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Faith Street Film Partners, LLC.

King's Faith


Issue: "Surviving Syria," June 1, 2013

From time to time, a faith-based movie comes out in limited release. Christians understand the power of numbers and feel obligated to support the film, despite its artistic weaknesses.

Such is the case with King’s Faith, a PG-13 flick highlighting the struggles of Brendan King (Crawford Wilson), a young man aging-out of the foster care system with a drug and juvenile detention record.

The film focuses on Brendan’s newfound faith and the tenacious love of foster parents Mike and Vanessa Stubs (James McDaniel and the lovely Lynn Whitfield). It’s an inspiring story on paper, but the film doesn’t deliver.

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Apart from King, the other personalities are awkward and flimsy, like paper dolls mouthing platitudes. Seasoned actors McDaniel and Whitfield can’t rise above the mediocre script, and while Crawford Wilson shows the possibility of stronger acting chops, director Nicholas DiBella relies on Wilson’s moody good looks and sad eyes in lieu of character development.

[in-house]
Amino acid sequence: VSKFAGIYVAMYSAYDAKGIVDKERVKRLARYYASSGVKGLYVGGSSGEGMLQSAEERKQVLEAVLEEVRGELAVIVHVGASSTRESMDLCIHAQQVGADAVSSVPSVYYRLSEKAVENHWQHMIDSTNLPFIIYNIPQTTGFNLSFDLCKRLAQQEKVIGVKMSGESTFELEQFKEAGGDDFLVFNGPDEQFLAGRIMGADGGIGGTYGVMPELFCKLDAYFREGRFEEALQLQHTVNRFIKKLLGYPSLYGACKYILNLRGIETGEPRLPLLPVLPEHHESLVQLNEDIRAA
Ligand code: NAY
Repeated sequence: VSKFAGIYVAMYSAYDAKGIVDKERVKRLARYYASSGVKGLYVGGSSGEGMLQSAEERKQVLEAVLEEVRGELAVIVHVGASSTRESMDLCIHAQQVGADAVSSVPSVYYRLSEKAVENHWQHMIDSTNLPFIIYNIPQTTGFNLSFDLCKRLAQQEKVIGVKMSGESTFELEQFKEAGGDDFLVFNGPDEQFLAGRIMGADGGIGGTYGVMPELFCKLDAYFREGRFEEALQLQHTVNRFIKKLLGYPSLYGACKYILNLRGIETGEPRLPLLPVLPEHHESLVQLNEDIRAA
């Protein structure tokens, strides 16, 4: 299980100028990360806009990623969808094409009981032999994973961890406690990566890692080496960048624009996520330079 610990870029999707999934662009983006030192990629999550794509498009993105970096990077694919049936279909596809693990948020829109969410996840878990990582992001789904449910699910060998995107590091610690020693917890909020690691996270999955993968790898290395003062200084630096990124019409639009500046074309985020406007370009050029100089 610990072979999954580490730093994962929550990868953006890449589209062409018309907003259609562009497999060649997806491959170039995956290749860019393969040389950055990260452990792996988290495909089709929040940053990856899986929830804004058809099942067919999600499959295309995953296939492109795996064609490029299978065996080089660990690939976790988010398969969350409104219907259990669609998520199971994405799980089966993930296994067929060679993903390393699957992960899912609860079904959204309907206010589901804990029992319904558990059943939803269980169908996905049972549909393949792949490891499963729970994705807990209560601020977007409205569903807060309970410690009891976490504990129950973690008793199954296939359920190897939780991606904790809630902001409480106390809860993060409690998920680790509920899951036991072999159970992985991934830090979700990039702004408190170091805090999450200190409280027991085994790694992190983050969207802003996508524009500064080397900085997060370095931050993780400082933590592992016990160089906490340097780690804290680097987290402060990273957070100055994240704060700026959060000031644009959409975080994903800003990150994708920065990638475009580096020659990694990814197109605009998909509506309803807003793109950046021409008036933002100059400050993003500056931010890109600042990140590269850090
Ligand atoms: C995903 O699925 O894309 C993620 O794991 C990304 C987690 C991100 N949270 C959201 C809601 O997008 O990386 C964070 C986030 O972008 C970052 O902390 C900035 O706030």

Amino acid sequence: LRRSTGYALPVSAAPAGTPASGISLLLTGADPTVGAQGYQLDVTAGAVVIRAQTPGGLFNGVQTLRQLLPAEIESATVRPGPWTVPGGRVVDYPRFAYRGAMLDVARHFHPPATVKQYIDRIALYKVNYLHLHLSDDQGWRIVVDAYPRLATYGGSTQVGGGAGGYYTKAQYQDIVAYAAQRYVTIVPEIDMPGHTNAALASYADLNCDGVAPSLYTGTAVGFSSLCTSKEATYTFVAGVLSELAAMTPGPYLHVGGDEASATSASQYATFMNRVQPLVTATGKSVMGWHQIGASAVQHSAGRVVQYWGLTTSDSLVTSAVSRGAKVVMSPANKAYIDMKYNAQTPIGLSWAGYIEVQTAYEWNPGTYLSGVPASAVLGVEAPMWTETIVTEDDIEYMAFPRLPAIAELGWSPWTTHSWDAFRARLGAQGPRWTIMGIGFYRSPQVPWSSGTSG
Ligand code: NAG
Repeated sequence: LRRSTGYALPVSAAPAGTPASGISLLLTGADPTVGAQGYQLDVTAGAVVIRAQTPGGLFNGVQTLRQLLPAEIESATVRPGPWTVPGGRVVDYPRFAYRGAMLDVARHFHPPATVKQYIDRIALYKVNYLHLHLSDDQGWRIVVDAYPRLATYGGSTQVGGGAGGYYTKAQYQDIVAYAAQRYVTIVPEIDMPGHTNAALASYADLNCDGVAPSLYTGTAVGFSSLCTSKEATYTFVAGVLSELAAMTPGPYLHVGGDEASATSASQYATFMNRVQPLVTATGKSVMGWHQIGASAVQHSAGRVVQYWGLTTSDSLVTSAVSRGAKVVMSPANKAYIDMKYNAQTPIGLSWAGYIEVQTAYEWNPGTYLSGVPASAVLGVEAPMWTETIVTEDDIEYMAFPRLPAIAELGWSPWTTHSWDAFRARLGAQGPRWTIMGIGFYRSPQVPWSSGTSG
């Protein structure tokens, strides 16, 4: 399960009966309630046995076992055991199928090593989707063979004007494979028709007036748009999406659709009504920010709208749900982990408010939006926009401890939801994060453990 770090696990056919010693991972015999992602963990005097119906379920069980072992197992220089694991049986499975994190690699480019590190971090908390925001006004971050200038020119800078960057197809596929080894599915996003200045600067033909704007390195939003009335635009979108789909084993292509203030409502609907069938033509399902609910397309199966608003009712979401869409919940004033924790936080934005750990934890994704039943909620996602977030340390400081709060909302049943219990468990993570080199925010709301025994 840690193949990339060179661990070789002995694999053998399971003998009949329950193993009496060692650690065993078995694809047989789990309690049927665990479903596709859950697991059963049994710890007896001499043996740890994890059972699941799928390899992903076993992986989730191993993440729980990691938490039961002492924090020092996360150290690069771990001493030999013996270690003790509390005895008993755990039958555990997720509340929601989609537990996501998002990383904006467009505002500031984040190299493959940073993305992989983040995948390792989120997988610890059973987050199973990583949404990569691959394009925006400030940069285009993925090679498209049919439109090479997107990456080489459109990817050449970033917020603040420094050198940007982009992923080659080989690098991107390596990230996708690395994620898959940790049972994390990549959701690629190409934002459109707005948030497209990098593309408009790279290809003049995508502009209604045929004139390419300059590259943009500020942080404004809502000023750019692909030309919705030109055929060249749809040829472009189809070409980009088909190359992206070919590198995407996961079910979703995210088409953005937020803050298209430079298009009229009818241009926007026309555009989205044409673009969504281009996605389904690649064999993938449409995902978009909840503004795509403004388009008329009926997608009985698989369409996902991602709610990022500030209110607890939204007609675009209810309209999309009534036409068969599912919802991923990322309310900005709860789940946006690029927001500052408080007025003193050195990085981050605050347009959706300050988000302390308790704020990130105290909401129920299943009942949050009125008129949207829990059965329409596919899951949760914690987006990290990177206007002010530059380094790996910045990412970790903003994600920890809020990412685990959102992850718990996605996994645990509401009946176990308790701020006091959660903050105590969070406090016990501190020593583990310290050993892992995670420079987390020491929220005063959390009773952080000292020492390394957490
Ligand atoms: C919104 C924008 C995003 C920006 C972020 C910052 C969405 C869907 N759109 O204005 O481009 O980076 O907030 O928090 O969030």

DiBella’s effort is commendable and his source material—the transformative power of the gospel—unparalleled. But the film fails as a work of art because it doesn’t reflect the triune reality of God—the ultimate Artist.

Dorothy Sayers, Christian essayist, author, and literary commentator, believed human creativity is triune in nature. She said novel writing (a near-relative of film-making) has three aspects: the idea of the book, the writing of the book, and the reading of the book—the “Idea, Energy, and Power.” Ideally these elements—mirroring Father, Son, and Holy Spirit—create a three-in-oneness coalescing into the perfect work of art.

Knowing many creative works fall short of perfection, Sayers explained, “the Idea is feeble, the Energy ill directed and the Power conspicuously lacking.” 

That sums up King’s Faith. Though an admirable attempt to expose the plight of older children in foster care and the vital role foster families play in their lives, the film fails to pull “Idea, Energy, and Power” into the synchronous tension of triune art. 

Stephanie Perrault
Stephanie Perrault


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